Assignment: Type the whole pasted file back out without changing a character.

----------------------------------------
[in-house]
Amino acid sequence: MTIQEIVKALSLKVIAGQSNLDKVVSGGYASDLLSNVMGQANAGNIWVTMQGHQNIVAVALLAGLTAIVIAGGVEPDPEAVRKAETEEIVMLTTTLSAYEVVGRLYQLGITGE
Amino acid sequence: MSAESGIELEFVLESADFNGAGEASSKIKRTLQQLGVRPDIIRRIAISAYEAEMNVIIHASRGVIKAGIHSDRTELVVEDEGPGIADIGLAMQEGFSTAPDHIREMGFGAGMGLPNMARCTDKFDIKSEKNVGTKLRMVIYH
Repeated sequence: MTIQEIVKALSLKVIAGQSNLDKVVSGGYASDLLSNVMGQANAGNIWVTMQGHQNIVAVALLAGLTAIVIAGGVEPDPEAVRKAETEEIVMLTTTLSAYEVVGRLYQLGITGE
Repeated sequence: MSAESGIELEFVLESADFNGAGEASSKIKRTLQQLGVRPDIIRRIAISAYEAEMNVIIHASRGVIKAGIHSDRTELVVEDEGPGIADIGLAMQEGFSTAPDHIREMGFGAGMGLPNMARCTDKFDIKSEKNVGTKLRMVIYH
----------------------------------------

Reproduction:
[in-house]
Amino acid sequence: MTIQEIVKALSLKVIAGQSNLDKVVSGGYASDLLSNVMGQANAGNIWVTMQGHQNIVAVALLAGLTAIVIAGGVEPDPEAVRKAETEEIVMLTTTLSAYEVVGRLYQLGITGE
Amino acid sequence: MSAESGIELEFVLESADFNGAGEASSKIKRTLQQLGVRPDIIRRIAISAYEAEMNVIIHASRGVIKAGIHSDRTELVVEDEGPGIADIGLAMQEGFSTAPDHIREMGFGAGMGLPNMARCTDKFDIKSEKNVGTKLRMVIYH
Repeated sequence: MTIQEIVKALSLKVIAGQSNLDKVVSGGYASDLLSNVMGQANAGNIWVTMQGHQNIVAVALLAGLTAIVIAGGVEPDPEAVRKAETEEIVMLTTTLSAYEVVGRLYQLGITGE
Repeated sequence: MSAESGIELEFVLESADFNGAGEASSKIKRTLQQLGVRPDIIRRIAISAYEAEMNVIIHASRGVIKAGIHSDRTELVVEDEGPGIADIGLAMQEGFSTAPDHIREMGFGAGMGLPNMARCTDKFDIKSEKNVGTKLRMVIYH